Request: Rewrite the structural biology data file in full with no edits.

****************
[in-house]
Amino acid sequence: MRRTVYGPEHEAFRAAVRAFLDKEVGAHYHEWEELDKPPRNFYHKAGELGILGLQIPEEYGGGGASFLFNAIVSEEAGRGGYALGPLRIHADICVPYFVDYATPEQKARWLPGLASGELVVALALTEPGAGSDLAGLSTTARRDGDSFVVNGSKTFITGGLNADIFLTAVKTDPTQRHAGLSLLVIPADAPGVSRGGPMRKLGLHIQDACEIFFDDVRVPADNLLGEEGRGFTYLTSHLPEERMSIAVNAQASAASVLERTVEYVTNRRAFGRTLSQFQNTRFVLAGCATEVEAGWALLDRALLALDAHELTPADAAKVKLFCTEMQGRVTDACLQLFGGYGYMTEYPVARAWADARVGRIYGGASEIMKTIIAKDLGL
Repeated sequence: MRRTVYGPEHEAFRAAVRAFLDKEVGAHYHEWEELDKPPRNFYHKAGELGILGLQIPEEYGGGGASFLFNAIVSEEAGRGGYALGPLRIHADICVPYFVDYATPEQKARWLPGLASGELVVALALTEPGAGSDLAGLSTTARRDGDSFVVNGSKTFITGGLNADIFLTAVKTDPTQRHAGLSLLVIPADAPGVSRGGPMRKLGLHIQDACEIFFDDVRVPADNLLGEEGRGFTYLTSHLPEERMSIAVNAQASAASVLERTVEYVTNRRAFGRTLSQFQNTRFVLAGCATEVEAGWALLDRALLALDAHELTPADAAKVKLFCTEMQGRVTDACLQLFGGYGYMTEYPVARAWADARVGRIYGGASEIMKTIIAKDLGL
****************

[in-house]
Amino acid sequence: MRRTVYGPEHEAFRAAVRAFLDKEVGAHYHEWEELDKPPRNFYHKAGELGILGLQIPEEYGGGGASFLFNAIVSEEAGRGGYALGPLRIHADICVPYFVDYATPEQKARWLPGLASGELVVALALTEPGAGSDLAGLSTTARRDGDSFVVNGSKTFITGGLNADIFLTAVKTDPTQRHAGLSLLVIPADAPGVSRGGPMRKLGLHIQDACEIFFDDVRVPADNLLGEEGRGFTYLTSHLPEERMSIAVNAQASAASVLERTVEYVTNRRAFGRTLSQFQNTRFVLAGCATEVEAGWALLDRALLALDAHELTPADAAKVKLFCTEMQGRVTDACLQLFGGYGYMTEYPVARAWADARVGRIYGGASEIMKTIIAKDLGL
Repeated sequence: MRRTVYGPEHEAFRAAVRAFLDKEVGAHYHEWEELDKPPRNFYHKAGELGILGLQIPEEYGGGGASFLFNAIVSEEAGRGGYALGPLRIHADICVPYFVDYATPEQKARWLPGLASGELVVALALTEPGAGSDLAGLSTTARRDGDSFVVNGSKTFITGGLNADIFLTAVKTDPTQRHAGLSLLVIPADAPGVSRGGPMRKLGLHIQDACEIFFDDVRVPADNLLGEEGRGFTYLTSHLPEERMSIAVNAQASAASVLERTVEYVTNRRAFGRTLSQFQNTRFVLAGCATEVEAGWALLDRALLALDAHELTPADAAKVKLFCTEMQGRVTDACLQLFGGYGYMTEYPVARAWADARVGRIYGGASEIMKTIIAKDLGL